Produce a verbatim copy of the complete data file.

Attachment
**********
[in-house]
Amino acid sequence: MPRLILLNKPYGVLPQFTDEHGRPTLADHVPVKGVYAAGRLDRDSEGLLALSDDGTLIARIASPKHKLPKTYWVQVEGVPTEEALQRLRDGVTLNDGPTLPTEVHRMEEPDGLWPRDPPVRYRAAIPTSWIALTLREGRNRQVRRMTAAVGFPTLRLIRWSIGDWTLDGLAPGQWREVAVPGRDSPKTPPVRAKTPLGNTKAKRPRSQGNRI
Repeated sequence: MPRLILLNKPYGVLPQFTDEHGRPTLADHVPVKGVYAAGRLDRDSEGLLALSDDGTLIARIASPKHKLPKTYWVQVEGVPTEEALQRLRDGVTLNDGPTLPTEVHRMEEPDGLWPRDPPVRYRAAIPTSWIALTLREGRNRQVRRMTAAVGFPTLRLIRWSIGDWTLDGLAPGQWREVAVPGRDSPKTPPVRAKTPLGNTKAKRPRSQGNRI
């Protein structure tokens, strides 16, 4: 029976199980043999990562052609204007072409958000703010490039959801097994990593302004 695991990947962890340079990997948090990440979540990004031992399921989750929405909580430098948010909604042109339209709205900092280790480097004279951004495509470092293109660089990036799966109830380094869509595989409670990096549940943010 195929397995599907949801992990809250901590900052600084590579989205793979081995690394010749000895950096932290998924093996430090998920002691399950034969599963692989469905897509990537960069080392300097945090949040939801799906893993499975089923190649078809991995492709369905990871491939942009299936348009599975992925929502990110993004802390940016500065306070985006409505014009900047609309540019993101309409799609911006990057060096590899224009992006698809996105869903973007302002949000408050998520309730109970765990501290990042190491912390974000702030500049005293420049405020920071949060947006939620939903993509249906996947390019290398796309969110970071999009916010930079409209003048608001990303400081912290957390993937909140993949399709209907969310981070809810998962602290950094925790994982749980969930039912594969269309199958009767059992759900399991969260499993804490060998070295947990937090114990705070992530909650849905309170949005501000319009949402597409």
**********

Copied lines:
[in-house]
Amino acid sequence: MPRLILLNKPYGVLPQFTDEHGRPTLADHVPVKGVYAAGRLDRDSEGLLALSDDGTLIARIASPKHKLPKTYWVQVEGVPTEEALQRLRDGVTLNDGPTLPTEVHRMEEPDGLWPRDPPVRYRAAIPTSWIALTLREGRNRQVRRMTAAVGFPTLRLIRWSIGDWTLDGLAPGQWREVAVPGRDSPKTPPVRAKTPLGNTKAKRPRSQGNRI
Repeated sequence: MPRLILLNKPYGVLPQFTDEHGRPTLADHVPVKGVYAAGRLDRDSEGLLALSDDGTLIARIASPKHKLPKTYWVQVEGVPTEEALQRLRDGVTLNDGPTLPTEVHRMEEPDGLWPRDPPVRYRAAIPTSWIALTLREGRNRQVRRMTAAVGFPTLRLIRWSIGDWTLDGLAPGQWREVAVPGRDSPKTPPVRAKTPLGNTKAKRPRSQGNRI
């Protein structure tokens, strides 16, 4: 029976199980043999990562052609204007072409958000703010490039959801097994990593302004 695991990947962890340079990997948090990440979540990004031992399921989750929405909580430098948010909604042109339209709205900092280790480097004279951004495509470092293109660089990036799966109830380094869509595989409670990096549940943010 195929397995599907949801992990809250901590900052600084590579989205793979081995690394010749000895950096932290998924093996430090998920002691399950034969599963692989469905897509990537960069080392300097945090949040939801799906893993499975089923190649078809991995492709369905990871491939942009299936348009599975992925929502990110993004802390940016500065306070985006409505014009900047609309540019993101309409799609911006990057060096590899224009992006698809996105869903973007302002949000408050998520309730109970765990501290990042190491912390974000702030500049005293420049405020920071949060947006939620939903993509249906996947390019290398796309969110970071999009916010930079409209003048608001990303400081912290957390993937909140993949399709209907969310981070809810998962602290950094925790994982749980969930039912594969269309199958009767059992759900399991969260499993804490060998070295947990937090114990705070992530909650849905309170949005501000319009949402597409």